Systemic Practice and Action Research

, Volume 27, Issue 2, pp 165–183 | Cite as

Towards a Dynamic Model of Organisational Flexibility

  • Amaia Sopelana
  • Martin Kunc
  • Olga Rivera Hernáez
Original Paper


Organisational flexibility, as the ability to adapt quickly to new or changing environments, has received growing attention from both researchers and managers as a key driver for companies to survive and prosper in turbulent and unpredictable environments. Although many scholars have studied the complex nature and multidimensional structure of this construct, research on a comprehensive model, which explains the relationships between its key variables and consequent side effects of such iterations, remains a challenge. We explore these interactions and the dynamic adaptation processes applying system dynamics modelling to develop a more robust organisational flexibility theory. The objective of this paper is twofold, to provide dynamic propositions related to several strategies along different enterprise lifecycle stages and to complement the transition guidelines proposed by the organizational flexibility framework. The results suggest that decision concerning flexible capabilities management and organizational responsiveness can be improved if organizational flexibility is analysed and evaluated incorporating the time-varying dimension. The analysis help to test and expand current theory, envisage new theoretical propositions and provide new alternatives for empirical results about the complex construct of organizational flexibility.


Organizational flexibility System dynamics modelling Flexible capabilities Responsiveness Change strategies 



A. Sopelana acknowledges financial support from a local funding project SAIOTEK-IMPEMA (2005) led by Ikerlan, S.Coop.


  1. Ansoff I (1980) Strategic issue management. Strateg Manag J 1:131–148CrossRefGoogle Scholar
  2. De Toni A, Tonchia S (2005) Definitions and linkages between operational and strategic flexibilities. Omega 33(6):525CrossRefGoogle Scholar
  3. Dreyer B, Grønhaug K (2004) Uncertainty, flexibility, and sustained competitive advantage. J Busin Res 57(5):484CrossRefGoogle Scholar
  4. Hambrick DC, D’Aveni RA (1988) Large corporate failures as downward spirals. Adm Sci Q 33(1):1–23CrossRefGoogle Scholar
  5. Hatum A, Pettigrew AM (2006) Determinants of organizational flexibility: a study in an emerging economy. Br J Manag 17:115–137. doi: 10.1111/j.1467-8551.2005.00469.x CrossRefGoogle Scholar
  6. Kanter RM (1988) When a thousand flowers bloom: structural, collective and social conditions for innovation in organizations. In: Volberda HW (ed) Building the flexible firm: how to remain competitive. Oxford University Press, Oxford, p 195Google Scholar
  7. Kraatz MS, Zajac EJ (2001) How organizational resources affect strategic change and performance in turbulent environments: theory and evidence. Organ Sci 12(5):632CrossRefGoogle Scholar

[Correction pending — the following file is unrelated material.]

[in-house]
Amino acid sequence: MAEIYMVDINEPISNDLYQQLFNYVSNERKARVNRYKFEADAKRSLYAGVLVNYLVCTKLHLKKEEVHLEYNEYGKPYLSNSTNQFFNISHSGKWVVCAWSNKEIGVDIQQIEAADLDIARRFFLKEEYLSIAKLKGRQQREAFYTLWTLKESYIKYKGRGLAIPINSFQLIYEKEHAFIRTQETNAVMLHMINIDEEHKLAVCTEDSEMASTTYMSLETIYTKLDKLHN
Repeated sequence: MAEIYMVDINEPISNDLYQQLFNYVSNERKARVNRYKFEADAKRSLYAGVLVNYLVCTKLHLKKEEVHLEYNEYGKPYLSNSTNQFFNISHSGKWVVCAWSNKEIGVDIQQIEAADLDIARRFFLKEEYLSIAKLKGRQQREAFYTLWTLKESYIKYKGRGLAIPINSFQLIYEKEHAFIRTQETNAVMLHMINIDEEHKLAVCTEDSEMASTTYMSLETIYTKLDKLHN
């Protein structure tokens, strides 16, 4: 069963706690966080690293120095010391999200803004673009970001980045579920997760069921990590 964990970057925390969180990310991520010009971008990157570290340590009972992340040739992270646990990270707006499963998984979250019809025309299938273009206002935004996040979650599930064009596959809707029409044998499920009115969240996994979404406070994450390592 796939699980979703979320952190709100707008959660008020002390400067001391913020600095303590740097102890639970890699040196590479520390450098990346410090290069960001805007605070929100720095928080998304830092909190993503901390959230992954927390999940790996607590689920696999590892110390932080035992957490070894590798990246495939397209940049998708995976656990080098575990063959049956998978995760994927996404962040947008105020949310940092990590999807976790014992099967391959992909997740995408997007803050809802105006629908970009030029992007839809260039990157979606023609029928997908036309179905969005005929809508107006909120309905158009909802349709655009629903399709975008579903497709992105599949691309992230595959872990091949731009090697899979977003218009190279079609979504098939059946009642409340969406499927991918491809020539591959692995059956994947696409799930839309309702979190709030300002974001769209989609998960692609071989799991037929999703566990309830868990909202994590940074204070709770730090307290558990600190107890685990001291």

8. Martínez-Sánchez A, Vela-Jiménez MJ, Pérez-Pérez M, De-Luis-Carnicer P (2009) Inter-organizational cooperation and environmental change: moderating effects between flexibility and innovation performance. Br J Manag 20:537–561CrossRefGoogle Scholar
  9. Oliver C (1991) Strategic responses to institutional processes. Academy of Management Review, 16(1):145–179. In: Tan J, Zeng Y (2009) A stage-dependent model of resource utilization, strategic flexibility, and implications for performance over time: Empirical evidence from a transitional environment. Asia Pac J Manag (APJM) (2009) 26:563–588Google Scholar
  10. Repenning Nelson P (2002) A simulation-based approach to understanding the dynamics of innovation implementation. Organ Sci 13:109–127CrossRefGoogle Scholar
  11. Sastry MA (1997) ‘Problems and paradoxes in a model of punctuated organizational change’. Adm Sci Q 42:237–275Google Scholar
  12. Sterman JD (2000) Business dynamics: systems thinking and modeling for a complex World. McGraw-Hill, BostonGoogle Scholar
  13. Suárez FF, Cusumano MA, Fine CH (2003) Flexibility and performance: a literature critique and strategic framework. Massachusetts Institute of Technology, CambridgeGoogle Scholar
  14. Teece DJ, Pisano G, Shuen A (1997) Dynamic capabilities and strategic management. Strateg Manag J 18(7):509–533CrossRefGoogle Scholar
  15. Verdú-Jover AJ, Lloréns-Montes JF, Garcia-Morales VJ (2006) Environment–flexibility co-alignment and performance: an analysis in large versus small firms. J Small Bus Manage 44(3):334–349CrossRefGoogle Scholar
  16. Volberda HW (1996) Towards the flexible form: how to remain vital in hypercompetitive environments. Organ Sci 7(4):359–387CrossRefGoogle Scholar
  17. Volberda HW (1998) Building the flexible firm: how to remain competitive. Oxford University Press, OxfordGoogle Scholar
  18. Volberda HW, Rutges A (1999) FARSYS: a knowledge-based system for managing strategic change. Decis Support Syst 26:99–123CrossRefGoogle Scholar
  19. Volberda HW, Ende JCM, Van den, Ark HH, Rotmans J, Soete LLG, De Vries NK (2007) ‘What matters most for innovation? Multi-level complementarities between knowledge creation, transfer and utilization’. Proposal for NWO-MaGW strategic theme 2007–2010, p. 32Google Scholar
  20. Zelenovic DM (1982) Flexibility: a condition for effective production systems. Int J Prod Res 20(3):319–339CrossRefGoogle Scholar

Copyright information

© Springer Science+Business Media New York 2012

Authors and Affiliations

  • Amaia Sopelana
    • 1
  • Martin Kunc
    • 2
  • Olga Rivera Hernáez
    • 3
    • 4
  1. 1.University of the Basque Country (UPV/EHU) & Fundación TECNALIA Research & Innovation, Parq. Tecnológico de MiramónDonostiSpain
  2. 2.Operational Research and Management Science GroupWarwick Business School, University of WarwickCoventryUK
  3. 3.Deusto UniversitySan SebastianSpain
  4. 4.Health Research and Innovation Basque GovernmentVitoria-GasteizSpain

Personalised recommendations